Given a sequence of consecutive integers n,n+1,n+2,...,m, an anti-prime sequence is a rearrangement of these integers so that each adjacent pair of integers sums to a composite (non-prime) number. For example, if n = 1 and m = 10, one such anti-prime sequence is 1,3,5,4,2,6,9,7,8,10. This is also the lexicographically first such sequence.
We can extend the definition by defining a degree danti-prime sequence as one where all consecutive subsequences of length 2,3,...,d sum to a composite number. The sequence above is a degree 2 anti-prime sequence, but not a degree 3, since the subsequence 5, 4, 2 sums to 11. The lexicographically .rst degree 3 anti-prime sequence for these numbers is 1,3,5,4,6,2,10,8,7,9.
Input will consist of multiple input sets. Each set will consist of three integers, n, m, and d on a single line. The values of n, m and d will satisfy 1 <= n < m <= 1000, and 2 <= d <= 10. The line 0 0 0 will indicate end of input and should not be processed.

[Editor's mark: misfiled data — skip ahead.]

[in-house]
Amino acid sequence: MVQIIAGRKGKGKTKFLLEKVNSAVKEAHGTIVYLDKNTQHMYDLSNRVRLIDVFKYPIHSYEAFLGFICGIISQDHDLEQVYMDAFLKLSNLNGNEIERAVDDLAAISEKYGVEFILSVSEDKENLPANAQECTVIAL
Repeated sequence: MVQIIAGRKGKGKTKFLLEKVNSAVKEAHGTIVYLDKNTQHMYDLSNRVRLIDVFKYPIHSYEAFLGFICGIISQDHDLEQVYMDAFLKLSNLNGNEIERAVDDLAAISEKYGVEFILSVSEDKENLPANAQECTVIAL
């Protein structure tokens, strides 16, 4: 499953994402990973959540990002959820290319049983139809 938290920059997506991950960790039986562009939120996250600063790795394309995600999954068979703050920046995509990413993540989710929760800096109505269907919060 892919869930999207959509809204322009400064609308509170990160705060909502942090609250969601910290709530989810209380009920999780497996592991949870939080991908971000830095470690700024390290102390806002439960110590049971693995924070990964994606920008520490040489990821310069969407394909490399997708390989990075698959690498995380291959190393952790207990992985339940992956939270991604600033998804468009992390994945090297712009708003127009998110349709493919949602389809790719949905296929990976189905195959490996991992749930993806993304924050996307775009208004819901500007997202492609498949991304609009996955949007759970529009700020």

For each input set, output a single line consisting of a comma-separated list of integers forming a degree danti-prime sequence (do not insert any spaces and do not split the output over multiple lines). In the case where more than one anti-prime sequence exists, print the lexicographically first one (i.e., output the one with the lowest first value; in case of a tie, the lowest second value, etc.). In the case where no anti-prime sequence exists, output